LETTER REPORT 45 sisâ standards of care. Yet, the question of which professional standard changes, whether medical or legal, is less certain. Medical and legal standards of care may be conflated and confused, suggesting a change in one standard automatically leads to a change in the other. Medical and legal standards of care, however, are not synonymous. Medical standards of care describe the type and level of medical care required by professional norms, professional requirements, and institu- tional objectives (AHRQ, 2005b; Hick, et al., 2009; Pegalis, 2009). Medical standards of care vary (1) among types of medical facilities such as hospitals, clinics, and alternate care facilities, and (2) based on pre- vailing circumstances, including during emergencies. Medical standards of care should not be confused with a healthcare practitionerâs scope of practice or associated privileges (Hick et al., 2009; Pegalis, 2009; Curie and Crouch, 2008). Scope of practice refers to the extent of a licensed or certified professionalâs ability to provide health services pursuant to their competence and license, certification, privileges, or other lawful author- ity to practice (AHRQ, 2005b; Wise, 2008; Lewandowski and Adamle, 2009). Legal standards of care may be defined as the care and skill that a healthcare practitioner must exercise in particular circumstances based on what a reasonable and prudent practitioner would do in similar cir- cumstances (Mastroianni, 2006; Dobbs, 2000; Hood v Phillips, 19771). Legal standards of care are necessarily flexible according to the fact and situation, and subject to differing interpretations nationally (Dobbs, 2000). Further, the legal standards of care may vary from state-to-state. Yet legal standards of care do not always approximate medical standards. For example, courts assessing standards of care may determine that pre- vailing medical practice is insufficient or unacceptable in exceptional cases (Canterbury v Spence,19722). Flexibility of the legal standard of care may be beneficial in emergencies, but does not always lend to pre- dictable outcomes when legal disputes arise. This emphasizes the impor- tance of a formal recognition by the state of situations when crisis standards of care are necessary, along with the provision of guidance appropriate to the resource scarcity at issue. Facing uncertainty as to how courts will assess crisis standards of care, healthcare practitioners may react negatively to actual or perceived risks of liability. As discussed be- low, legal protections may assure healthcare practitioners who act in 1 Hood v Phillips, 554 S.W.2d 160 (Tex. 1977). 2 Canterbury v. Spence, 464 F.2d 772 (D.C. Cir. 1972).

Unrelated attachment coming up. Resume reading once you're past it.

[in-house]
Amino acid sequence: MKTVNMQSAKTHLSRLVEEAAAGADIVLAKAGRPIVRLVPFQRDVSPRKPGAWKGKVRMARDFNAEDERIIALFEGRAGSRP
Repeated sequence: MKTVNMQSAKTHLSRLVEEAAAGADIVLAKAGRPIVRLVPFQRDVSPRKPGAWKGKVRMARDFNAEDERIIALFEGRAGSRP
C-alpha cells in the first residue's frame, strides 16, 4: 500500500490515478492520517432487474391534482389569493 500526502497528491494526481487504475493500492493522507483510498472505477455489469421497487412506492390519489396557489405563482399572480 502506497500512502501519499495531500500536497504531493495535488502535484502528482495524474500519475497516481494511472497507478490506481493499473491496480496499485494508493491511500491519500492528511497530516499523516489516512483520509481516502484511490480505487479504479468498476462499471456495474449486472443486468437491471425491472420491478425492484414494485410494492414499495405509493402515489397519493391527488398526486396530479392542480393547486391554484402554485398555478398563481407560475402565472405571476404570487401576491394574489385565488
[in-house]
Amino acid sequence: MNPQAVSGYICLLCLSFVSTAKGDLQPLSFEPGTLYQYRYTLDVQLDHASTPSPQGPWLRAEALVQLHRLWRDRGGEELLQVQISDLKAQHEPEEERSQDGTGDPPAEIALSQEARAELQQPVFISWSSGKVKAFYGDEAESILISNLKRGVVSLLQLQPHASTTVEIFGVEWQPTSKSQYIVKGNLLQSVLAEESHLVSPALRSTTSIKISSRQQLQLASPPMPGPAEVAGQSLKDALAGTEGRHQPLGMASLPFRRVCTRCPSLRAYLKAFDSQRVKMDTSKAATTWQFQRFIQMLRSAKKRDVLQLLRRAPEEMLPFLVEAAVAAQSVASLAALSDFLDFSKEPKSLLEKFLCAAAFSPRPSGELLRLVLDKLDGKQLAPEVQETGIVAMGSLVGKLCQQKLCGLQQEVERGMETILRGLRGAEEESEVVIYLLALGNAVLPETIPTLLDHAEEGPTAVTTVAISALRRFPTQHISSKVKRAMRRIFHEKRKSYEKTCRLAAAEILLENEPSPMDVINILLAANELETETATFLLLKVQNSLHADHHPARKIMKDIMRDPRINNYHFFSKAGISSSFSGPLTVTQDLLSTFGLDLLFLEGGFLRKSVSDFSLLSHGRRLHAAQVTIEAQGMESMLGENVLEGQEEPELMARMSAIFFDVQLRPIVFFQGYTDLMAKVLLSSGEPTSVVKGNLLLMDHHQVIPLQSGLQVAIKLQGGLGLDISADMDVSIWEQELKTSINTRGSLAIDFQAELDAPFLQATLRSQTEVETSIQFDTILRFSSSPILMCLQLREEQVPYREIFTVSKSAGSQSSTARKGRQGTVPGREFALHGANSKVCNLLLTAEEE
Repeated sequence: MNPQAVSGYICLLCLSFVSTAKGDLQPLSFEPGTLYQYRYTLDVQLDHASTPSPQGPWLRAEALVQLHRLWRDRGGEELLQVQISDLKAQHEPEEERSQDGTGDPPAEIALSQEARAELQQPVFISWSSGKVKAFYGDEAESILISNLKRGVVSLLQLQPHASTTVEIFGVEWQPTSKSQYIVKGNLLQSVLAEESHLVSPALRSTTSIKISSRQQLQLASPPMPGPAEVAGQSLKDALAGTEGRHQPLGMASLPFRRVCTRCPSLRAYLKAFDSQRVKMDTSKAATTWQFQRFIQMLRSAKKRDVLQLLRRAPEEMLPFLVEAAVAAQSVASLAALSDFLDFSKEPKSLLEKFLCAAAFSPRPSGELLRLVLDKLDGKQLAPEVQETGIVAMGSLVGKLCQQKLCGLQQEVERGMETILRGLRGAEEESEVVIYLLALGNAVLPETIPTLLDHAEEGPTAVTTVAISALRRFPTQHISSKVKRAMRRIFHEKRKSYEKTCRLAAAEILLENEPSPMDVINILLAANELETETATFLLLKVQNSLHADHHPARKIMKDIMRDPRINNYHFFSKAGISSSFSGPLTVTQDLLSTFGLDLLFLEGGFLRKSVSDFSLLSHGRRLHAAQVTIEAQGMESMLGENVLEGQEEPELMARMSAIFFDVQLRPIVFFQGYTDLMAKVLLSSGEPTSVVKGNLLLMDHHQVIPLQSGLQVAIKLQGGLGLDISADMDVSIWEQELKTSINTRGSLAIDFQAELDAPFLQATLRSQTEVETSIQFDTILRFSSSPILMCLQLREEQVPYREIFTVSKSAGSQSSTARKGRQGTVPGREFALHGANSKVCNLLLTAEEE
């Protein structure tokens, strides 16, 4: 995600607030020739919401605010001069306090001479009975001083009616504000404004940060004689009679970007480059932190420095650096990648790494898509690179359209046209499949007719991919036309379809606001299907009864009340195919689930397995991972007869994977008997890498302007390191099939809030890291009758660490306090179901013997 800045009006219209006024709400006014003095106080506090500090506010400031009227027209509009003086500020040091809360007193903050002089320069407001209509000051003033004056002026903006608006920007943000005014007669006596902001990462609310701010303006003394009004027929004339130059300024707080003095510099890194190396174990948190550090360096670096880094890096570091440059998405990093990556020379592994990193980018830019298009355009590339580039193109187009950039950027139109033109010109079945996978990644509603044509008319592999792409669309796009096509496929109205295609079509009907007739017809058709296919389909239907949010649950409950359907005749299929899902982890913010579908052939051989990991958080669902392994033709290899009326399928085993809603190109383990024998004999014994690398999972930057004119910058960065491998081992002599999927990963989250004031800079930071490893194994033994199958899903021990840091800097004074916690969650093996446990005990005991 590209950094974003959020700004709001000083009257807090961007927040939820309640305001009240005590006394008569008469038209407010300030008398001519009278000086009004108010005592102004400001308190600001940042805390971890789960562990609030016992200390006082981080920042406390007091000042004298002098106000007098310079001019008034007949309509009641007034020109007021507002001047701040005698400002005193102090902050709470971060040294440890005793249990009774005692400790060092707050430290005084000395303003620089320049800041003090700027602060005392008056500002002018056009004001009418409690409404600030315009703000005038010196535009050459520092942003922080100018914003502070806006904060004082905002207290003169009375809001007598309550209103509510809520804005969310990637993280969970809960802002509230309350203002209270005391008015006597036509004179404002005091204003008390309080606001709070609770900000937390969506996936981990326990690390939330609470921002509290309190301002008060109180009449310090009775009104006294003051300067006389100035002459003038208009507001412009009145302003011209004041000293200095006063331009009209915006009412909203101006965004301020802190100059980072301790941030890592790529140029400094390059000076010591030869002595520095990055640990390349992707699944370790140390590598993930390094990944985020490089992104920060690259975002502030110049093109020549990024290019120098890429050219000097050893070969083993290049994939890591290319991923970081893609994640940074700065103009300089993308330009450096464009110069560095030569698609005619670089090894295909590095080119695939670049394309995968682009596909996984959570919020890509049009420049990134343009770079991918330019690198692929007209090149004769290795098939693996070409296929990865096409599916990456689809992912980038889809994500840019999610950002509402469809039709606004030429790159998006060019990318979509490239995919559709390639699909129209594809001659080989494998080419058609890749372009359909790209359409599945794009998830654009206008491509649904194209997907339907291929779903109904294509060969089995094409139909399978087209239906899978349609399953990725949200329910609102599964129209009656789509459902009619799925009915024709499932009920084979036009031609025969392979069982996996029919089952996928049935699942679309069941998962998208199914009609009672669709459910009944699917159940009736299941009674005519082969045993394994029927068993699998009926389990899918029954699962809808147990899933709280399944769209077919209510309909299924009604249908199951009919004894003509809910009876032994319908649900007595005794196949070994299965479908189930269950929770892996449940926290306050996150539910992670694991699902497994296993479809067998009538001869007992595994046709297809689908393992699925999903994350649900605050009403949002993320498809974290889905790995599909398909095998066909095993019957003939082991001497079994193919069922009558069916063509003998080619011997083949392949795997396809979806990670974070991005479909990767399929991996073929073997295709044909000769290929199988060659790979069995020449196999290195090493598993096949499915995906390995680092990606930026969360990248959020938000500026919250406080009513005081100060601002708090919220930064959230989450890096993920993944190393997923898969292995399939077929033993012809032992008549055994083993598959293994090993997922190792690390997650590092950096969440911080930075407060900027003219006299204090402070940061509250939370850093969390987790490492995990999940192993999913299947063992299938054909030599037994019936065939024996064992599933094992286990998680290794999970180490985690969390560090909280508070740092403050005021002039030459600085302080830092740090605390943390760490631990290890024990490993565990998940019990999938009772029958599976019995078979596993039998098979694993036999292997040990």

46 CRISIS STANDARDS OF CARE GUIDANCE good faith that they may not be held liable for their civil wrongs that cause unintended harms to patients during emergencies. The Changing Legal Environment During Declared Emergencies In non-emergencies, existing laws and policies offer reasonable guidance on the empowerment of actors and entities to allocate health resources and deliver health care. During declared states of emergency, however, the legal environment changes (Hodge and Anderson, 2008). Emergency declarations trigger an array of non-traditional powers that are designed to facilitate response efforts through public and private sec- tors. Emergency laws may (1) provide government with sufficient flexi- bility to respond; (2) mobilize central commands and infrastructures; (3) encourage response efforts by limiting liability; (4) authorize interstate recognition of healthcare licenses and certifications; (5) allocate health- care personnel and resources; and (6) help to change medical standards of care and scope of practice (Hodge et al., 2009b). The extent of legal powers during emergencies, however, depends on the type of emergency declared. The federal government, every state, many territories, and some local governments may declare either general states of âemergencyâ or âdisasterâ in response to crises that affect the publicâs health. Such declarations largely authorize emergency manage- ment agencies and others to use general legal powers to coordinate emergency responses. HHS and more than half the states may also de- clare states of âpublic health emergencyâ based in part on the Model State Emergency Health Powers Act (Hodge, 2006; Centers for Law and the Publicâs Health, 2001). The federal government and some states may declare both states of âemergency or disasterâ and âpublic health emer- gency,â which can lead to confusion as divergent governmental powers and entities seek to respond in overlapping ways. From these varying emergency declarations arise a host of powers and protections that may impact the setting of standards of care depend- ing, in part, on real-time legal interpretations. Through what has been labeled âlegal triage,â hospital administrators, emergency planners, EMS providers, public health practitioners, and their legal counsel must priori- tize legal issues and solutions to facilitate legitimate public health re- sponses during declared states of emergencies (Hodge and Anderson, 2008). Practicing legal triage is not easy as needs and objectives among